Now I want to be really careful here. The point is NOT, I repeat, NOT to make you feel guilty. I hate it when people do that or quote me hunger facts with a scornful voice and a disdaining eye. However, I am assuming that most people don't mean to waste food. They just don't think about it. It just happens. I am coming to realize, however, in my own life that it is avoidable with just a little forethought. If you have left-overs, take them home. Eat them. If you know you won't be able to eat everything, consider ordering something smaller or sharing a plate. This also saves money, which is great for starving college students (like myself) or anyone on a budget. Many restaurants now offer "smaller bite" or lunch sized portions of their menu items, if you ask. Another practical option is to go through the food in your cupboard and evaluate it realistically. Save the things you really plan on eating. Donate the rest to a local food bank (make sure it is still good). Try and at least loosely plan your meals ahead of time so that when you are that grocery store, you only buy things you need and not impulse items.
Knit for Peace
Most knitters know about Afghans for Afghans (for which I am currently knitting mittens-my first ever! As a reminder, the US due date for their current campaign is October 14 and the Canada date is October 3). There are also several other organizations that collect donations for charity knits (find a list here and here- also a Google search for "charity knitting" is sure to hook you up with something knit-worthy).
Something struck me, however, when I was perusing Warm Up America!'s site. They encourage you to donate hand-knit blankets to your own local homeless shelter. What a profound thought. If you are anything like me, you tend to freak out big-picture style, as in, oh-my-god-the-world's-in-trouble-what-am-I-going-to-do?!?! I feel good donating to large organizations and things that other people have put together. They seem more effective, somehow, like I'm doing more good that way. And in some ways, perhaps that's true. Bigger organizations generally have the funding that enables them to reach more people, change more lives. After all, what good is one little blanket going to do or one measly pair of mittens? I have personally come to answer that question with this- all the good in the world. When you make something by hand, you are taking time out of your life to care for someone else, someone maybe half a world a way either geographically or maybe just economically. You are investing something more important and more powerful than money-- you are investing yourself. If we are going to save the planet, care for the world's poor, and feed the hungry, our primary resource is not money.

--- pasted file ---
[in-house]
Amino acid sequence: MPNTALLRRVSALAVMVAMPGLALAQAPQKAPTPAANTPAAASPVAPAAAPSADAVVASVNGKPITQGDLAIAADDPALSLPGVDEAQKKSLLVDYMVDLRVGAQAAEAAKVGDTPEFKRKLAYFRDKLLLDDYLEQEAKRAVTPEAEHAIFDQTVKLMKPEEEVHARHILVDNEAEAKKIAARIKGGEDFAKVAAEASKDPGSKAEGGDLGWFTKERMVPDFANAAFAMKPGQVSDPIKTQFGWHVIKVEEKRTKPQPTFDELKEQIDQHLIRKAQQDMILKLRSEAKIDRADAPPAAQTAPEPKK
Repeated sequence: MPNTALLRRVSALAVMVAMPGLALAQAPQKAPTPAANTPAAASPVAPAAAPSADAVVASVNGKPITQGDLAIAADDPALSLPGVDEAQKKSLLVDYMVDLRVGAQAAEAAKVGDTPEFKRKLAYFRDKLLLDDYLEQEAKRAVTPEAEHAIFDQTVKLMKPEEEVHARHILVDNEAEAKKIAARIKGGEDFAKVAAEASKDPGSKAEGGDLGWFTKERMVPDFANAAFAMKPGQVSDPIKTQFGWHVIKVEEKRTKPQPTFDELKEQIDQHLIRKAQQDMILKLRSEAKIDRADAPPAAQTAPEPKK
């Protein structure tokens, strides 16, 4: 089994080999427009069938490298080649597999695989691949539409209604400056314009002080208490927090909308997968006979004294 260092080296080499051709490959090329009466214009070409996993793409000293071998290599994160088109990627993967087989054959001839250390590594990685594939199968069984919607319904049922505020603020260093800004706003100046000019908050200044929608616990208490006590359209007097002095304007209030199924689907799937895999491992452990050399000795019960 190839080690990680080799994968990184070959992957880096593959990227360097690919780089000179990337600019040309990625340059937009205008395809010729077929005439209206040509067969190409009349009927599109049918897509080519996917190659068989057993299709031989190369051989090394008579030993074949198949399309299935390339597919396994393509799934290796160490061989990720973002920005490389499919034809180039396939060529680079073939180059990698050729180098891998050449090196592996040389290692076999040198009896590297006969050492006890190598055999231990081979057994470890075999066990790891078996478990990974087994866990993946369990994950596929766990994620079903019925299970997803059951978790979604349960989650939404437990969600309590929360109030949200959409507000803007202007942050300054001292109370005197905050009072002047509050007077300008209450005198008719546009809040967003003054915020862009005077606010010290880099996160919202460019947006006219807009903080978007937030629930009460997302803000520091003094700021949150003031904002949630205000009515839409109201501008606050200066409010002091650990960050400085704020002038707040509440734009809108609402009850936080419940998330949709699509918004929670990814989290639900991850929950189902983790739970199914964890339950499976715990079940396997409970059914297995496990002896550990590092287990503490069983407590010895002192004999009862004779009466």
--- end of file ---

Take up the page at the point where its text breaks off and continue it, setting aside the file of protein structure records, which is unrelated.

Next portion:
Our primary resource is you.
The Hunger Site
World of Good -eBay's Fair Trade site
Tree Hugger- for the environmentally minded
Knitting for Peace by Betty Christiansen- Profiles different charity knitting organizations and provides contact info for each, and includes several simple, donate-able patterns.
Fair Trade? Issues of the World Series by Adrian Cooper- A short primer on what fair trade is and why its necessary.